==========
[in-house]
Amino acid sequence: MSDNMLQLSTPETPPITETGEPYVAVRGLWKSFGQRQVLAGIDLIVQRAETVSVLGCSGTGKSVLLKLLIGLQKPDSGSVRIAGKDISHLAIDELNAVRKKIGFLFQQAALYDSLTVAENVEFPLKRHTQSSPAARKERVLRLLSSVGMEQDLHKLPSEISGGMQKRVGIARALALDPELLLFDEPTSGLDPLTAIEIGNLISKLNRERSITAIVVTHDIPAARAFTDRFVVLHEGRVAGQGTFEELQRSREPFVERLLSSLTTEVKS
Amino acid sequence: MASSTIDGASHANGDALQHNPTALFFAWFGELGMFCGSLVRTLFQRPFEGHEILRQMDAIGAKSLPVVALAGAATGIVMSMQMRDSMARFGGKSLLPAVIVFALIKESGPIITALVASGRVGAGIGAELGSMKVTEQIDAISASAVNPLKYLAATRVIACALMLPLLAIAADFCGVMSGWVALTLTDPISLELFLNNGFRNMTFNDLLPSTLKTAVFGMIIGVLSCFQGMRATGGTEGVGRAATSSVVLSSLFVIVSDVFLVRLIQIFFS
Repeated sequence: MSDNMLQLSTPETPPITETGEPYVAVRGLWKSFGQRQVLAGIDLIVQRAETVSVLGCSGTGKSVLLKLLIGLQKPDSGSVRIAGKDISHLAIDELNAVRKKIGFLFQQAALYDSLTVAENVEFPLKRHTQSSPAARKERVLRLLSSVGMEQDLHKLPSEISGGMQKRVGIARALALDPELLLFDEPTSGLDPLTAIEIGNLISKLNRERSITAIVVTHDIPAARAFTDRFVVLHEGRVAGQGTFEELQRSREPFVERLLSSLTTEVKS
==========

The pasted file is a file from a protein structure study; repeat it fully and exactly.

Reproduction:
[in-house]
Amino acid sequence: MSDNMLQLSTPETPPITETGEPYVAVRGLWKSFGQRQVLAGIDLIVQRAETVSVLGCSGTGKSVLLKLLIGLQKPDSGSVRIAGKDISHLAIDELNAVRKKIGFLFQQAALYDSLTVAENVEFPLKRHTQSSPAARKERVLRLLSSVGMEQDLHKLPSEISGGMQKRVGIARALALDPELLLFDEPTSGLDPLTAIEIGNLISKLNRERSITAIVVTHDIPAARAFTDRFVVLHEGRVAGQGTFEELQRSREPFVERLLSSLTTEVKS
Amino acid sequence: MASSTIDGASHANGDALQHNPTALFFAWFGELGMFCGSLVRTLFQRPFEGHEILRQMDAIGAKSLPVVALAGAATGIVMSMQMRDSMARFGGKSLLPAVIVFALIKESGPIITALVASGRVGAGIGAELGSMKVTEQIDAISASAVNPLKYLAATRVIACALMLPLLAIAADFCGVMSGWVALTLTDPISLELFLNNGFRNMTFNDLLPSTLKTAVFGMIIGVLSCFQGMRATGGTEGVGRAATSSVVLSSLFVIVSDVFLVRLIQIFFS
Repeated sequence: MSDNMLQLSTPETPPITETGEPYVAVRGLWKSFGQRQVLAGIDLIVQRAETVSVLGCSGTGKSVLLKLLIGLQKPDSGSVRIAGKDISHLAIDELNAVRKKIGFLFQQAALYDSLTVAENVEFPLKRHTQSSPAARKERVLRLLSSVGMEQDLHKLPSEISGGMQKRVGIARALALDPELLLFDEPTSGLDPLTAIEIGNLISKLNRERSITAIVVTHDIPAARAFTDRFVVLHEGRVAGQGTFEELQRSREPFVERLLSSLTTEVKS